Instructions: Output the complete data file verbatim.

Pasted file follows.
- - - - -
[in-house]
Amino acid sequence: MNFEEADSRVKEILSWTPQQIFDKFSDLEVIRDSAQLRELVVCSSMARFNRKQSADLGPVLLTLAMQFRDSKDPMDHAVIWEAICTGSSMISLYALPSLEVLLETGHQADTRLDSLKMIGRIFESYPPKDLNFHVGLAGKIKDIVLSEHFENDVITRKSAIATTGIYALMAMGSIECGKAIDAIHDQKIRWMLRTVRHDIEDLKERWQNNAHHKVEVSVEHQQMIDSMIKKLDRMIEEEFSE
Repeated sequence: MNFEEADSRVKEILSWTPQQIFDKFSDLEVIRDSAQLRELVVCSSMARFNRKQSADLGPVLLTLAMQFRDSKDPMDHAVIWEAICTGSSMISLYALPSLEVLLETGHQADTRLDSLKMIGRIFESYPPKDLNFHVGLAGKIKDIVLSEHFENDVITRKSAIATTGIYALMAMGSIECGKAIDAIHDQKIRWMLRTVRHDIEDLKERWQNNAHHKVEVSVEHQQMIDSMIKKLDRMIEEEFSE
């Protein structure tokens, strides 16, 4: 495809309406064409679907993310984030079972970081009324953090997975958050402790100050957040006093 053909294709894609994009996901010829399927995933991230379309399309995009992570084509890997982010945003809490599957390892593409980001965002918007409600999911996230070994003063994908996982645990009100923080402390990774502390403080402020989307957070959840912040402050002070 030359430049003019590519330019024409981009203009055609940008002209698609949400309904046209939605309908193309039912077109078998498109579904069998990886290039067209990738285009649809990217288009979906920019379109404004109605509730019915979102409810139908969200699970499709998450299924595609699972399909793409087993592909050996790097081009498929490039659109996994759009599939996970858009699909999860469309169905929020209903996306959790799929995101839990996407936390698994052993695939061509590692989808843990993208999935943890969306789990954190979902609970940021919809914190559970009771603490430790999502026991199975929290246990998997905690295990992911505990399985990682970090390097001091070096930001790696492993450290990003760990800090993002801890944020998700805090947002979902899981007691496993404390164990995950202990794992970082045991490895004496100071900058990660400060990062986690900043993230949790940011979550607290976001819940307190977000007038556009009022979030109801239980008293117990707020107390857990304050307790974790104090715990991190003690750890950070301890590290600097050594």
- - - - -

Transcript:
[in-house]
Amino acid sequence: MNFEEADSRVKEILSWTPQQIFDKFSDLEVIRDSAQLRELVVCSSMARFNRKQSADLGPVLLTLAMQFRDSKDPMDHAVIWEAICTGSSMISLYALPSLEVLLETGHQADTRLDSLKMIGRIFESYPPKDLNFHVGLAGKIKDIVLSEHFENDVITRKSAIATTGIYALMAMGSIECGKAIDAIHDQKIRWMLRTVRHDIEDLKERWQNNAHHKVEVSVEHQQMIDSMIKKLDRMIEEEFSE
Repeated sequence: MNFEEADSRVKEILSWTPQQIFDKFSDLEVIRDSAQLRELVVCSSMARFNRKQSADLGPVLLTLAMQFRDSKDPMDHAVIWEAICTGSSMISLYALPSLEVLLETGHQADTRLDSLKMIGRIFESYPPKDLNFHVGLAGKIKDIVLSEHFENDVITRKSAIATTGIYALMAMGSIECGKAIDAIHDQKIRWMLRTVRHDIEDLKERWQNNAHHKVEVSVEHQQMIDSMIKKLDRMIEEEFSE
């Protein structure tokens, strides 16, 4: 495809309406064409679907993310984030079972970081009324953090997975958050402790100050957040006093 053909294709894609994009996901010829399927995933991230379309399309995009992570084509890997982010945003809490599957390892593409980001965002918007409600999911996230070994003063994908996982645990009100923080402390990774502390403080402020989307957070959840912040402050002070 030359430049003019590519330019024409981009203009055609940008002209698609949400309904046209939605309908193309039912077109078998498109579904069998990886290039067209990738285009649809990217288009979906920019379109404004109605509730019915979102409810139908969200699970499709998450299924595609699972399909793409087993592909050996790097081009498929490039659109996994759009599939996970858009699909999860469309169905929020209903996306959790799929995101839990996407936390698994052993695939061509590692989808843990993208999935943890969306789990954190979902609970940021919809914190559970009771603490430790999502026991199975929290246990998997905690295990992911505990399985990682970090390097001091070096930001790696492993450290990003760990800090993002801890944020998700805090947002979902899981007691496993404390164990995950202990794992970082045991490895004496100071900058990660400060990062986690900043993230949790940011979550607290976001819940307190977000007038556009009022979030109801239980008293117990707020107390857990304050307790974790104090715990991190003690750890950070301890590290600097050594």